Call “fictional assertions” sentences that look or sound like assertions, but which are produced as parts of fictions or in talk engaged with fictions. Two popular views about fictional assertions are either that they are genuinely assertions, but differ in content from the content they would have had if asserted literally; or that they are not assertions at all, but perhaps have some other force. In this paper, I will defend a view, similar to one suggested by Max Köbel, that fictional assertions have the same content as their literal counterparts and are genuinely asserted.
Philosophy Seminar Series.
Date: Thursday, 7 June 2012
Venue: Philosophy Resource Room (AS3 Level 5)
Speaker: Daniel Nolan, Professor of Philosophy, Australian National University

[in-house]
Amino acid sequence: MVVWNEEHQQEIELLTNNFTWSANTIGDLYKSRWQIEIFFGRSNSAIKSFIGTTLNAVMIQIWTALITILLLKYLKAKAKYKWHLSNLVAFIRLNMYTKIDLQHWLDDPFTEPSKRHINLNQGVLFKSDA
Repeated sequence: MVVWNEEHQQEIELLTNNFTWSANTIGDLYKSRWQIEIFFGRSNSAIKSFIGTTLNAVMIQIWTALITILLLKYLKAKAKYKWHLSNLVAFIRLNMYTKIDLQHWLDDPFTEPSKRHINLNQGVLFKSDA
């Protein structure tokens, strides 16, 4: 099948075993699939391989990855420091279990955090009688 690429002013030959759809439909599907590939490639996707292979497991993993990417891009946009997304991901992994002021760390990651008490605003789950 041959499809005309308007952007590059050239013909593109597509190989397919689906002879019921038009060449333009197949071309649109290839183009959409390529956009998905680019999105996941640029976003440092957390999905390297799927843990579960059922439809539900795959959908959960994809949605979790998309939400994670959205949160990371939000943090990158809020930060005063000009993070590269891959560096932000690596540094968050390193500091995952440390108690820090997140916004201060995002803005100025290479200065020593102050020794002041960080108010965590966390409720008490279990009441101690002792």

Moderator: Dr. Tang Weng Hong
About the Speaker: Daniel Nolan is professor of philosophy at the Australian National University. He is the author of two books, Topics in the Philosophy of Possible Worlds and David Lewis, and a number of articles. He works in a number of areas of philosophy, including philosophy of science, philosophy of language, meta-ethics and philosophical logic, though he works more in metaphysics than anything else.